I am available for technical help or to discuss individual projects via office hours and email. If you would like to schedule a time to meet with me, please email and we’ll set up a time. Please do not leave voice mail! I am also readily available via other platforms, if necessary.

Chris Chenier is the Digital Arts Technician and has regular help hours each week. For more information, please visit the POD website.

The majority of readings will be handed out over the term.

Required book:
Getting Started with Arduino [Amazon], by Massimo Banzi
PDF from VAPAX server.

Supplemental Arduino Reading
Jody Culkin Arduino Comic.

This schedule is a guide and will change over the course of the term, check back often.

Session 1: February 18
Introduction to the course.
What is physical computing?
Digital vs. Analog

Session 2: February 25
Discussion of readings.

Microcontrollers: what are they? different types and levels.
Intro to Arduino Nano.
Digital Input and Output.
– From The Art of Interactive Design, Software, by Chris Crawford (handout–ebook access via the library)
– Find an interactive fine art project that inspires you, post a description of the project and why it interests you to your wiki page. Be sure to include links and images if relevant.

Session 3: March 4
Review the readings and first programs.
– From Getting Started with Arduino, by Massimo Banzi, pages 1-49
Intro to Electronics
Arduino guide.
– Arduino program Getting Started with Arduino: Blinking LED, page 30 and pushbutton pages 42, 45, 47 and 49.

Session 4: March 11
Review the readings and light sensor program.
Team meetings with Robert
Norman, Design of Everyday Things ch. 1 (handout)
– From Getting Started with Arduino, by Massimo Banzi, pages 51-69

Memory and variables Decimal, binary, hex.
Analog input.
– Arduino programs Getting Started with Arduino:

All programs from the reading: Light with PWM page 57 and 59, Light sensor page 64 and 65. Serial monitor page 67.

Session 5: March 18
Discussion of readings and assignment.
Midterm discussion/work.
Norretranders, User Illusion, chapter 6 “The Bandwidth of Consciousness” (handout)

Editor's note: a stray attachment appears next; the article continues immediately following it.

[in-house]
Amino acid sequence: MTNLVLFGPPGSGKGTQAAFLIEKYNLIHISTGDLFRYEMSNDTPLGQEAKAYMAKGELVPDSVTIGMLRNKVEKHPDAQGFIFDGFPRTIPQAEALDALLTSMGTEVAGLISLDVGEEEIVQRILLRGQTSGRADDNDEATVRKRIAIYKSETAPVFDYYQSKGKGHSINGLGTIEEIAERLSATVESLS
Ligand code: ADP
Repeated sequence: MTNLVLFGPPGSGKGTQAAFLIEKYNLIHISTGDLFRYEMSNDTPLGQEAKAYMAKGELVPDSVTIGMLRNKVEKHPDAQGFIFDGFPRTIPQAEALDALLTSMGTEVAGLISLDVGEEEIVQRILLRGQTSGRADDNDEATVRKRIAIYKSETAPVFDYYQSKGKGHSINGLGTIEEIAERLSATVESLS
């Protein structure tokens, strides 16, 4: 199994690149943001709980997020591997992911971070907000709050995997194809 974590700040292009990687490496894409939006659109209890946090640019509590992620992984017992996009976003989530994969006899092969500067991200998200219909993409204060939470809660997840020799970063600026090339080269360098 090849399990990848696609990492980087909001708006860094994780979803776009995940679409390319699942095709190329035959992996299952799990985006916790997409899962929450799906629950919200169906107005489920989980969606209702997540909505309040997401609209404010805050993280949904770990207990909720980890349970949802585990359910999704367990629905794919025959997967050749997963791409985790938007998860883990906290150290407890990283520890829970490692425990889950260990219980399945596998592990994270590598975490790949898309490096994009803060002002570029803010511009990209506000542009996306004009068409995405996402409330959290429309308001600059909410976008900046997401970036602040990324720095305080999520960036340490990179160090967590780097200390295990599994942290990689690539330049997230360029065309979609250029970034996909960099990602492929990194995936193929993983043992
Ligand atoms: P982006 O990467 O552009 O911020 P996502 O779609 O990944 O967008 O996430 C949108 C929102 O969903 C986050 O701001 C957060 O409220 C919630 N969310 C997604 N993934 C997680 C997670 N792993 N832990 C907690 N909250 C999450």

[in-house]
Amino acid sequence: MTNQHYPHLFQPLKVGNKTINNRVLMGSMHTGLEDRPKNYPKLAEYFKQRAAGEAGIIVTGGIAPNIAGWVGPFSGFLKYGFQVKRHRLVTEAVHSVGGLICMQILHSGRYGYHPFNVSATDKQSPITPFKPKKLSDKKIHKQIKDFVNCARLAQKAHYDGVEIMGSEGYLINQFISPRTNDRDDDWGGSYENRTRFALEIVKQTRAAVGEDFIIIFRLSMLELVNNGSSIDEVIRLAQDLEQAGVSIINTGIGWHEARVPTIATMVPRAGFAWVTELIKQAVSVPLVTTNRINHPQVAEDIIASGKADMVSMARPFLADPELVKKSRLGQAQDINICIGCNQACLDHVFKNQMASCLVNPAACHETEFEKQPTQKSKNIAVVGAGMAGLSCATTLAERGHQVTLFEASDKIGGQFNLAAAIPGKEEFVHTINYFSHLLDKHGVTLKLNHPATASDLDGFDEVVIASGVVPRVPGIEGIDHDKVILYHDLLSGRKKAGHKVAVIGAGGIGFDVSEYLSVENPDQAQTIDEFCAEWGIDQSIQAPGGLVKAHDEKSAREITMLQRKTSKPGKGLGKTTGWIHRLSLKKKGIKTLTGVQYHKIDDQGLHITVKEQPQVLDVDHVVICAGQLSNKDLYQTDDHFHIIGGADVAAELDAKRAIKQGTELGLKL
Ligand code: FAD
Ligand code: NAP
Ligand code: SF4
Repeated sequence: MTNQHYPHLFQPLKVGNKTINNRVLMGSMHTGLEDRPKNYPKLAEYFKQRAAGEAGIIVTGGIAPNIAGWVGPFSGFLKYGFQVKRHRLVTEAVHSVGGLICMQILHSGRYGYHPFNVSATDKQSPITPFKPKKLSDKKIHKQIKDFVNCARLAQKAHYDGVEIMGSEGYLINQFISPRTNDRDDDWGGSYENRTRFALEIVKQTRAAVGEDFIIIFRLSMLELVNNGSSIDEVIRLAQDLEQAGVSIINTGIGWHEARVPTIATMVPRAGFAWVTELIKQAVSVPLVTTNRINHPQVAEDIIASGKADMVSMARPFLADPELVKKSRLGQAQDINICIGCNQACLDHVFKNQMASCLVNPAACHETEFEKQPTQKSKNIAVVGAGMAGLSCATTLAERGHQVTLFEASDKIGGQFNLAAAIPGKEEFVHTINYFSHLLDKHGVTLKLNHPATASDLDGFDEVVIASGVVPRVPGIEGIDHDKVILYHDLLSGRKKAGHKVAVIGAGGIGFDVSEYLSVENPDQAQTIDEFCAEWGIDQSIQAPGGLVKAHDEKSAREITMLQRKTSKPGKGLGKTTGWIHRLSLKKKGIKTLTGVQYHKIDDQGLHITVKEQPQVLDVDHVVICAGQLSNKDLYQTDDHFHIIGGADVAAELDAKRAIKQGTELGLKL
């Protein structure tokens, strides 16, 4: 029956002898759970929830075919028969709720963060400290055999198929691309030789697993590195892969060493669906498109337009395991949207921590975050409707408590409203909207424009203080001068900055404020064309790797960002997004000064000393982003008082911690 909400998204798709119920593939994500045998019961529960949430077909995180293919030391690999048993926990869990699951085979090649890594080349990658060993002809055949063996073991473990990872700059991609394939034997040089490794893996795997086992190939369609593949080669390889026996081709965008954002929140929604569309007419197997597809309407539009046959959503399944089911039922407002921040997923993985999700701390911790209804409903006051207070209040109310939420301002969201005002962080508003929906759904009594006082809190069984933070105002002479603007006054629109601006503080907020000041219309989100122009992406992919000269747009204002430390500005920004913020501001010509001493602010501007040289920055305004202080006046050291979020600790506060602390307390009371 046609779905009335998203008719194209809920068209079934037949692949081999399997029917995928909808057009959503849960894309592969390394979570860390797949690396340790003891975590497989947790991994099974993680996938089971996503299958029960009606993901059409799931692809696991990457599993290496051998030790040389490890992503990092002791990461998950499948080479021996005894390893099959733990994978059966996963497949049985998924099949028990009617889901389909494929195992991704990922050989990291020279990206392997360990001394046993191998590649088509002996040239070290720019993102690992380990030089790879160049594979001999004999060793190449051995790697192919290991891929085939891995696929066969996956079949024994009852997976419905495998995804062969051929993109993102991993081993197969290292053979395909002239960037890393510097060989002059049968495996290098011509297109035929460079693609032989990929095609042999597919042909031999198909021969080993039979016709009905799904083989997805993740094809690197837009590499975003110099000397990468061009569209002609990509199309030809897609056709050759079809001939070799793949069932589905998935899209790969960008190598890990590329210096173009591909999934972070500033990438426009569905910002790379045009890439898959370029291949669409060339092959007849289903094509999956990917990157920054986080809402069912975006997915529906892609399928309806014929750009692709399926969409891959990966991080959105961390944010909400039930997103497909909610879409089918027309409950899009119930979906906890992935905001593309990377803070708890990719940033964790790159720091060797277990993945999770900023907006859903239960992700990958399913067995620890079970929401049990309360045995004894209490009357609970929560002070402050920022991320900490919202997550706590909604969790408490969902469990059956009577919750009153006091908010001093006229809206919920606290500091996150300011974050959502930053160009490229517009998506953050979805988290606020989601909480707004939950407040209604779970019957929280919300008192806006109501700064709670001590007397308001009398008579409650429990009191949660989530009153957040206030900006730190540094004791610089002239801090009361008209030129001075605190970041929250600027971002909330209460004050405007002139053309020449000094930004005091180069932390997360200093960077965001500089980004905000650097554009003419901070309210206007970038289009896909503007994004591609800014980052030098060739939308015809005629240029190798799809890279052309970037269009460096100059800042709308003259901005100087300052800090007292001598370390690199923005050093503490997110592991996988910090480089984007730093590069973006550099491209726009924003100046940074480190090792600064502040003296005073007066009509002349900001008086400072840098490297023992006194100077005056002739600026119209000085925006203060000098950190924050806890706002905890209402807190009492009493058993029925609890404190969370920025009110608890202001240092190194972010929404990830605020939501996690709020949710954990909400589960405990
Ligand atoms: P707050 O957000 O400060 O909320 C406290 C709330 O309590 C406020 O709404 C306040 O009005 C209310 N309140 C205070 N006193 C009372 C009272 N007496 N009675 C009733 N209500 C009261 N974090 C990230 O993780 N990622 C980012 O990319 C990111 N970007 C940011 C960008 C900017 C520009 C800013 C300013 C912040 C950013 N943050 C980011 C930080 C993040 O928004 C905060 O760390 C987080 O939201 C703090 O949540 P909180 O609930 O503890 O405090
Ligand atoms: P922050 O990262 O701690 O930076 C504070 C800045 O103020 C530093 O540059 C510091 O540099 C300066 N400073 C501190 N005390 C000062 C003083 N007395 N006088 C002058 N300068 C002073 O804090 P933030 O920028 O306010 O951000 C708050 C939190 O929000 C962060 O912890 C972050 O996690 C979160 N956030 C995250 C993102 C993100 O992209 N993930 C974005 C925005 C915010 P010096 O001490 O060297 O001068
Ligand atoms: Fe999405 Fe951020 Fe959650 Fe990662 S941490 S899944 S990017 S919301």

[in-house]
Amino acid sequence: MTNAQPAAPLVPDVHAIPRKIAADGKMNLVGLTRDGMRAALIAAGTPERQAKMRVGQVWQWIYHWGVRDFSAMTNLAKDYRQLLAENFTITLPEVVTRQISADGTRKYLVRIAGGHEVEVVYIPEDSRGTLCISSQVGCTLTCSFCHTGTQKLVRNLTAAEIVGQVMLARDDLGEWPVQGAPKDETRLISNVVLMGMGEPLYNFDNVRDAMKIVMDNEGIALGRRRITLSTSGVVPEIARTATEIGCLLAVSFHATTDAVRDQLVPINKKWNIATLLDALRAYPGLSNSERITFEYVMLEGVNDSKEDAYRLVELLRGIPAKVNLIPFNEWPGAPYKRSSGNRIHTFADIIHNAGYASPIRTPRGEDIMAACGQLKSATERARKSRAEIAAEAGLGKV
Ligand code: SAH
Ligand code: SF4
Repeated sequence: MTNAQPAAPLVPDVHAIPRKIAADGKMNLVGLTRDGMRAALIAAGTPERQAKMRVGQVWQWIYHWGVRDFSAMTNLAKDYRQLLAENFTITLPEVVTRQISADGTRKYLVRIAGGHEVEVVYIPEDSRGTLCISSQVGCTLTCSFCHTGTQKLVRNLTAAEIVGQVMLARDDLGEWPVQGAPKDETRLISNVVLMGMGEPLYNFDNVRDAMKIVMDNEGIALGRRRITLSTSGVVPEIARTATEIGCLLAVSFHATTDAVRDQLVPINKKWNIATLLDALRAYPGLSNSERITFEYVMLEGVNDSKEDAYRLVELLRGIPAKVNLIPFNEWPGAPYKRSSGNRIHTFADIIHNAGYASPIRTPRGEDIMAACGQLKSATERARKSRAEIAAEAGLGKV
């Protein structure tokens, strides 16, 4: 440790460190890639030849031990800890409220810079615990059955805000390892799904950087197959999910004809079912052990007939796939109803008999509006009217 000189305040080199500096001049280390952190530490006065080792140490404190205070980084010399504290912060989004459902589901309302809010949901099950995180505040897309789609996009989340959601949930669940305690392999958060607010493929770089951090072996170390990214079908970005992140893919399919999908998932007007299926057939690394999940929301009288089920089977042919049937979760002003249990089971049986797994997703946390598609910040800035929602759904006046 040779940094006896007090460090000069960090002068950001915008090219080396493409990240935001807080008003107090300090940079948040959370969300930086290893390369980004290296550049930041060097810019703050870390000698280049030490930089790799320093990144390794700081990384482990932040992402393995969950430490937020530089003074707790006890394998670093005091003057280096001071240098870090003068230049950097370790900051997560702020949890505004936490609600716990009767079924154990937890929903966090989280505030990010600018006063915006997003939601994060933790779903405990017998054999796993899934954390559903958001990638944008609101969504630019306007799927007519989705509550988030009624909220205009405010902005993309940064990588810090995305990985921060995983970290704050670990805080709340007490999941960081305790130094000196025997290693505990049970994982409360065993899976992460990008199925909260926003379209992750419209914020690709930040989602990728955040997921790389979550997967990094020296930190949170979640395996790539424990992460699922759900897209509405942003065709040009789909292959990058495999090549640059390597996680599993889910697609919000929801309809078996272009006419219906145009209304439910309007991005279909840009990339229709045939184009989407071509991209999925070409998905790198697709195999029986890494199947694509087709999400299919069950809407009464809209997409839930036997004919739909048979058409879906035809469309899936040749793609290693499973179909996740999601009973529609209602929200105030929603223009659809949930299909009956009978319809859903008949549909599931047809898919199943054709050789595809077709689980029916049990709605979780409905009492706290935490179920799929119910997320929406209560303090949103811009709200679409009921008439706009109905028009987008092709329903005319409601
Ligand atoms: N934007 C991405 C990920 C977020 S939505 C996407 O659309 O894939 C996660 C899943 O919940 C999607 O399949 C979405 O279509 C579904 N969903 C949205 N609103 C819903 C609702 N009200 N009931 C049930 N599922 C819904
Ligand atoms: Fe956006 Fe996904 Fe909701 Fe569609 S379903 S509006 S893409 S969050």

Analog output.
Analog output/servo program from Igoe here.
Also, Servo Library, “sweep” example.

Session 6: March 25
Midterm: Less is more

Teams of two. Create a small interactive project that includes one input and one output (not to exceed 3 of either) on the arduino. You may use any sensors of your choosing and any method of output. No desktop or laptop computer may be used in the final iteration of the project.

Session 7: April 1
Discussion of readings.
Serial interpretation
Serial to desktop: Into Processing
Serial out from Igoe here.

Session 8: April 8
Individual Meetings with Robert on final project ideas.
Demo high current devices.
Motors and Inductance
Higher-current devices.
DC motors
DC motor and transistor from Igoe here.
DC motor and H-Bridge from Igoe here.

All wikis updated with final project descriptions, sketches, links to research and influences, etc.

Session 9: April 15
Present final project ideas to class. Description of your idea on your wiki page along with sketches, photographs and technical/material research. In addition, include work that has influenced your thinking or work that relates to your ideas.

Session 10: April 22
Final projects update.
Find an artist whose work inspires you and post a description of the work, links to images/video and how it inspires to your wiki page.

Wikipage update to include timeline/schedule for final project implementation. This should be detailed!

Session 11: April 29
Ongoing Finals discussion and work.


Session 12: May 13
Ongoing Finals discussion and work.

Session 13: May 20
Finals working session.

Session 14: May 27
Final projects discussion and critique.

Last class. (All work from the term must be complete and located on student web pages by the start of class.)